Retailers, like everyone else at this point, have heard of the cloud; computing that is typically owned and operated by someone else, like Amazon Web Services, Azure and Google Cloud Platform. Cloud-native, on the other hand, is a newer set of technologies that enable scale, reliability and faster development velocity. If “the cloud” were the engine of a car, “cloud-native” would be nitrous oxide, racing tires and a pit crew rolled into one.
The most popular cloud-native technology is Kubernetes, a software-container orchestration platform that allows declarative configurations, replication and failover. Declarative configurations are key to building software delivery systems that are repeatable, auditable and scalable. Retailers especially will appreciate the elasticity of Kubernetes. When running an application on Kubernetes, an operator can set the number of desired replicas for that application and, as demand scales up, automatically add nodes to deal with additional traffic.
For example, on Black Friday a retail website going down or a payment processing gateway failing could cost millions of dollars in lost revenue. With Kubernetes we can easily scale the infrastructure for the burst of activity and then scale down afterwards.
Cloud-native is great for avoiding downtime and it’s incredibly impactful on the software development process. Most retailers are now recognizing that their ability to develop and ship software is key to their business success. With a cloud-native approach, software delivery cycles can drop dramatically. Not so long ago it was common for software development teams to only release new software once a month. Now, thanks to advancements made possible by cloud-native tech, teams are releasing multiple times per day. Delivering software faster means earning value on that software faster. Every retailer knows letting inventory sit on shelves costs money, but few realize that allowing their software changes to sit in staging is potentially costing them even more.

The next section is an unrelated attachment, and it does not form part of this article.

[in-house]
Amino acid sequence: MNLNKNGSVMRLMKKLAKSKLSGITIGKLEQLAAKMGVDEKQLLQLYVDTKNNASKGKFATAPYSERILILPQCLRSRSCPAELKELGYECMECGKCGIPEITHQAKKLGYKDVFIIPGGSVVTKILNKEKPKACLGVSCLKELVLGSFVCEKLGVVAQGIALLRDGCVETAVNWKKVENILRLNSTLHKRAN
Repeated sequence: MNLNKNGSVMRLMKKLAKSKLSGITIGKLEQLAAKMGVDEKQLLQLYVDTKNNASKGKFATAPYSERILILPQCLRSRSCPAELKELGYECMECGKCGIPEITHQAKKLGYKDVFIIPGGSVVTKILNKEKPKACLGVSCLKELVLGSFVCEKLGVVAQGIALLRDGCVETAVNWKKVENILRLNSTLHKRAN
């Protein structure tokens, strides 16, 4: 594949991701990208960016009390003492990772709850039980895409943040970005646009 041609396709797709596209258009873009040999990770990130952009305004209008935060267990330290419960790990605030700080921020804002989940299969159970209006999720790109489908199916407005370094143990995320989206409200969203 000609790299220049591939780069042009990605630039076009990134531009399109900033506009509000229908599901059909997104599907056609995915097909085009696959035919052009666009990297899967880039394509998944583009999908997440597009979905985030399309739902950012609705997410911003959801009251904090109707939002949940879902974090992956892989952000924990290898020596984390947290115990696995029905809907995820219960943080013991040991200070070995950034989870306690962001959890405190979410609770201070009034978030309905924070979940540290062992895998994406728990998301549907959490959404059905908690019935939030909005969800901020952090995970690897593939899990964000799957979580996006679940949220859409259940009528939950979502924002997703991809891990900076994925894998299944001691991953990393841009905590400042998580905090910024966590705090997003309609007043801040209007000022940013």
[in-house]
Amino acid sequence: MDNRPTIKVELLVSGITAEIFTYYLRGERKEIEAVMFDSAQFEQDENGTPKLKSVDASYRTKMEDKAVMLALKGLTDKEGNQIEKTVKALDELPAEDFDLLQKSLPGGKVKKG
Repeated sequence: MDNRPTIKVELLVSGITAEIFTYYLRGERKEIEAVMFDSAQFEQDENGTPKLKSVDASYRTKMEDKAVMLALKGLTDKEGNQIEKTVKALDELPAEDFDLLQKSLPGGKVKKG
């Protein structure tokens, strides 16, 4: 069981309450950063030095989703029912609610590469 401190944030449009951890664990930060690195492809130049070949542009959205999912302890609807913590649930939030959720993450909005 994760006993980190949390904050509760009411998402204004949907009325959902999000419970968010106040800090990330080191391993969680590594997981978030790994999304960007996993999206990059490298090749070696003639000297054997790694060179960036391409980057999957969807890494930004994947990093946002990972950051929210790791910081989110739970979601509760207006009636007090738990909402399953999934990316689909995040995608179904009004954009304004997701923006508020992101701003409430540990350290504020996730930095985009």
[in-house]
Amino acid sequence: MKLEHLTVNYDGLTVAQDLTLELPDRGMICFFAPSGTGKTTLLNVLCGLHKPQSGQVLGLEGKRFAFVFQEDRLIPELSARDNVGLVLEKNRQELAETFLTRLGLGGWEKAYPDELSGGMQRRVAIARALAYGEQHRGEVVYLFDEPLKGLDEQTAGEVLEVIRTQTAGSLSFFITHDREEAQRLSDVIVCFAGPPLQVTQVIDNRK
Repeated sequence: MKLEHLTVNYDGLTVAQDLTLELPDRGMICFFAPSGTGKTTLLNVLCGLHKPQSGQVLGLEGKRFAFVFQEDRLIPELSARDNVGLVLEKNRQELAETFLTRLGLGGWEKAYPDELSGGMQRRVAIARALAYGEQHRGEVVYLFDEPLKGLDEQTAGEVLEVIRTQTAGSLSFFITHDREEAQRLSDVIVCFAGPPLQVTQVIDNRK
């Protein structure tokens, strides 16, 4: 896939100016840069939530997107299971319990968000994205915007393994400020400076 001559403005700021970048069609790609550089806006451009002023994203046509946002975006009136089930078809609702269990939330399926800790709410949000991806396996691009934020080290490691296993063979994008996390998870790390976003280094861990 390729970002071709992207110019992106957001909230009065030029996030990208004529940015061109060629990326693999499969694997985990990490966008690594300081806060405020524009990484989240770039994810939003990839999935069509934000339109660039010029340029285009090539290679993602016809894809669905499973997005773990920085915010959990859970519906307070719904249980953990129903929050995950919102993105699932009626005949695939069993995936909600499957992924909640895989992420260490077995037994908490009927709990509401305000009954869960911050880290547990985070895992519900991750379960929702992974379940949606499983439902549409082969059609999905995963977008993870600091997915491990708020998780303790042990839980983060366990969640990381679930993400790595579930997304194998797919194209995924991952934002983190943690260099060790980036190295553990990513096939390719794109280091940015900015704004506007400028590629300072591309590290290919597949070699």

Even retailers that have embraced the cloud may be missing out on some of the advantages of cloud-native software. For example, cloud-native doesn’t mean the software only runs in the cloud. Many retailers are now using Kubernetes and other cloud-native technologies like Argo and Codefresh to provide services on location.
A Kubernetes cluster in a store location can provide fast services to the store. Where in the past running servers on-site was costly and maintenance difficult, cloud-native technologies allow for much easier and more reliable management. We have customers managing applications and services across hundreds or even thousands of locations, all while meeting high compliance and security requirements and greatly reducing management costs along the way.
The decision to go cloud-native may seem confusing and jargon-filled but it is nonetheless critical. When McDonald’s brothers developed the Speedee it probably seemed confusing and overly technical to their peers. We all know how that turned out.
Dan Garfield is a full-stack engineer, Kubernaut and Chief Open Source Officer at Codefresh, a DevOps automation platform. As a Google Developer Expert and a member of the Forbes Technology Council, he’s built open source tools for advanced deployment methodologies with Kubernetes, Helm and Istio. He’s helped companies small and large alike adopt Kubernetes and modern DevOps practices.